U.S. exports of turkey to China resume in 2020 after trade ban lifted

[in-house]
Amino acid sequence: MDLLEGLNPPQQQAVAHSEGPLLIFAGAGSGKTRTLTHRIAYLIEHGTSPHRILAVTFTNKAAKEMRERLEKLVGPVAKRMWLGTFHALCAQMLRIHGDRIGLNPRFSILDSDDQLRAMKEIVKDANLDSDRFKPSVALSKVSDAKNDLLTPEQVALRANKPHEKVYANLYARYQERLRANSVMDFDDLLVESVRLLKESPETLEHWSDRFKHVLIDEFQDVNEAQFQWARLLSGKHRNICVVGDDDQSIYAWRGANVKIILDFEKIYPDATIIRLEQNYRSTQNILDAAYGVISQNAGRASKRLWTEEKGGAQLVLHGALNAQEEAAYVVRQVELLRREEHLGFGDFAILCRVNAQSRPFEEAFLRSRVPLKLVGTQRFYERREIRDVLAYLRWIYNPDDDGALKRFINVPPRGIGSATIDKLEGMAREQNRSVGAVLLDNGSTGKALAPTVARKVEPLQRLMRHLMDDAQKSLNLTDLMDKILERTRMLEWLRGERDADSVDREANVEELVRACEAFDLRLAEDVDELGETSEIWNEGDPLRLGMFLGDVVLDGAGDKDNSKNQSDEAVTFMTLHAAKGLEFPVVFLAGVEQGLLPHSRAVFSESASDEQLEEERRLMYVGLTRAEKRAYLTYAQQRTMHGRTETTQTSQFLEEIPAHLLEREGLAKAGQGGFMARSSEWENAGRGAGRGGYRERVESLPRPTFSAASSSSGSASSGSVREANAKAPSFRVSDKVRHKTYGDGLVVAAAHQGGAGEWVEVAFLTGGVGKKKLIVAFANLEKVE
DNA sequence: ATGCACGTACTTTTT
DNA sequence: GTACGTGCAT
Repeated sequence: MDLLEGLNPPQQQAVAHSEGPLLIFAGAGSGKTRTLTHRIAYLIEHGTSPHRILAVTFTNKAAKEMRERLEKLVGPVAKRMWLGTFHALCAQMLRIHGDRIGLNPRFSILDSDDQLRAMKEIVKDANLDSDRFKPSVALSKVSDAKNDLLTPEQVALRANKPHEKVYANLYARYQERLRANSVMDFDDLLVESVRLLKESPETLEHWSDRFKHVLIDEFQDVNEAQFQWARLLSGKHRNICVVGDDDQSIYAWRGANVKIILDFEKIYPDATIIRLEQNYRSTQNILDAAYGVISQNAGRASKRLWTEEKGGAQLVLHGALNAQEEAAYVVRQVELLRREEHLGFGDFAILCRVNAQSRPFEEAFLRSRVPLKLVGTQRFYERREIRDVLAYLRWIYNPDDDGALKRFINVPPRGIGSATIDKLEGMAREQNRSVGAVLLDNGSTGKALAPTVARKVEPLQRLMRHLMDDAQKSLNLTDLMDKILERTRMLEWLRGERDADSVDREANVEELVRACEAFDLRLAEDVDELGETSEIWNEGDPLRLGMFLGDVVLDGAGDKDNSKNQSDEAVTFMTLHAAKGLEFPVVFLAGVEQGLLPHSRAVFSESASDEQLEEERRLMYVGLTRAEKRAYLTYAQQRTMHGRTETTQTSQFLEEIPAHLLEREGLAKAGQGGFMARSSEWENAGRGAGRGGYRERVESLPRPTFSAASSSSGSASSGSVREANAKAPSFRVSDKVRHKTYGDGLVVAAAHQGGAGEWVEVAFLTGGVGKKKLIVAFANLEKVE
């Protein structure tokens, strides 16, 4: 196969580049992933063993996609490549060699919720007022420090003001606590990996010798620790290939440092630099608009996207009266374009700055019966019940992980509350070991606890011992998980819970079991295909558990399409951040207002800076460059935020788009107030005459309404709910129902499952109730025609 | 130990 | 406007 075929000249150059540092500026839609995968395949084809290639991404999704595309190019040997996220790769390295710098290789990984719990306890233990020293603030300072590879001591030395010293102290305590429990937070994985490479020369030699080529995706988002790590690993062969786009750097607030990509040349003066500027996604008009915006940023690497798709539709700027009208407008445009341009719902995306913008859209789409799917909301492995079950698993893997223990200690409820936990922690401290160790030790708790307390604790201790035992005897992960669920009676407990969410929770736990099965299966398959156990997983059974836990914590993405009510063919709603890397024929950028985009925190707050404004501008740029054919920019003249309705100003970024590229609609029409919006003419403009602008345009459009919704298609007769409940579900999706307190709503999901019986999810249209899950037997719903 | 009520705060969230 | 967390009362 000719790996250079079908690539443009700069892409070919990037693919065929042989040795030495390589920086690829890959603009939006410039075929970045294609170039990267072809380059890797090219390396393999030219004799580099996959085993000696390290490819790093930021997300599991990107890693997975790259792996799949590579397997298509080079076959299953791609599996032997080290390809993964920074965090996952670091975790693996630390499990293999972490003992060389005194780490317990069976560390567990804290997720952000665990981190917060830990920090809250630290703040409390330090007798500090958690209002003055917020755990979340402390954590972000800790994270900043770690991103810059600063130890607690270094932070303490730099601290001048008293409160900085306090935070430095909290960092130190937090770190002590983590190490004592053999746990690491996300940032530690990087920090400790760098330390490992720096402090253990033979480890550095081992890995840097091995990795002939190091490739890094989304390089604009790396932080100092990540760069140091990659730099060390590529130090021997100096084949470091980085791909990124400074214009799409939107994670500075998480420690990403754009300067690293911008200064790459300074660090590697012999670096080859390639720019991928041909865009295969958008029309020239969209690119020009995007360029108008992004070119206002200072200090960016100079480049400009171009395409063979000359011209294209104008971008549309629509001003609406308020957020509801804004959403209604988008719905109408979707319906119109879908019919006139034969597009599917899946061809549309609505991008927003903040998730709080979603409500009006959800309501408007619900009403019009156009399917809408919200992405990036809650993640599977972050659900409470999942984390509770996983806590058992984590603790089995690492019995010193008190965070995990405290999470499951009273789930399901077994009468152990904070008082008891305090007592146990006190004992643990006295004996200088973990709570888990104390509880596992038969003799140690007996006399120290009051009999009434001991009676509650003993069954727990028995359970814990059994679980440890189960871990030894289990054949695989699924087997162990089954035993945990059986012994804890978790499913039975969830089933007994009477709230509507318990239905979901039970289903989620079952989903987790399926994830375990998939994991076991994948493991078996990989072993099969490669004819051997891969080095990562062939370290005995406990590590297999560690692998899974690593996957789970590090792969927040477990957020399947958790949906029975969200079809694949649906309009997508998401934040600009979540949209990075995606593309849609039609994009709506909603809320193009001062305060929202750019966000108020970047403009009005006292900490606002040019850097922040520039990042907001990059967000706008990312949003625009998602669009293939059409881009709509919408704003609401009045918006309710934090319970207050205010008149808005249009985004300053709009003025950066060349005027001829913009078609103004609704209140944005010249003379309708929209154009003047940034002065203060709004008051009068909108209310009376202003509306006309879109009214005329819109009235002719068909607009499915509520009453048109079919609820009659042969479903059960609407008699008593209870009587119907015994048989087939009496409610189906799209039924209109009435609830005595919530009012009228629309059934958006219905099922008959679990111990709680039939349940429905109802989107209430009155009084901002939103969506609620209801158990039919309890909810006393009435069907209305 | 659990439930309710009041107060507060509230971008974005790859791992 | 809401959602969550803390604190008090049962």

Exports accounted for about 10 percent of the 5.7 billion pounds of turkey produced in the United States in 2020. While exporters sent the majority of turkey shipments to Mexico, China re-emerged as a buyer for the first time since 2014. In January 2015, China banned all imports of poultry from the United States because of U.S. outbreaks of highly pathogenic avian influenza (HPAI). After nearly 5 years, China lifted its ban on U.S. poultry in November 2019. As China faced a protein deficit caused by African swine fever, demand for turkey products increased, causing China to quickly become the second largest foreign market for U.S. turkey, after Mexico. Despite this new growth market, turkey exports in 2020 fell from 2019 levels as global demand decreased and domestic production declined year over year as a result of the COVID-19 pandemic. Between 2010 and 2014, China's share of U.S. turkey exports averaged about 11 percent, or around 81 million pounds. China’s share of U.S. turkey exports in 2020 was around 7 percent, or 38 million pounds. The new demand from China did not make up for falling demand for turkey in Mexico and other parts of the world. Exports to Mexico were 22 million pounds below 2019. Exports to the rest of the world declined by 83 million pounds, including decreases in shipments to Benin, Hong Kong, South Africa, Peru, and Japan. In 2021, total turkey exports are forecast at 570 million pounds, which would be a slight decrease from 2020. This chart is drawn from the USDA, Economic Research Service’s Livestock, Dairy and Poultry Outlook, February 2021.
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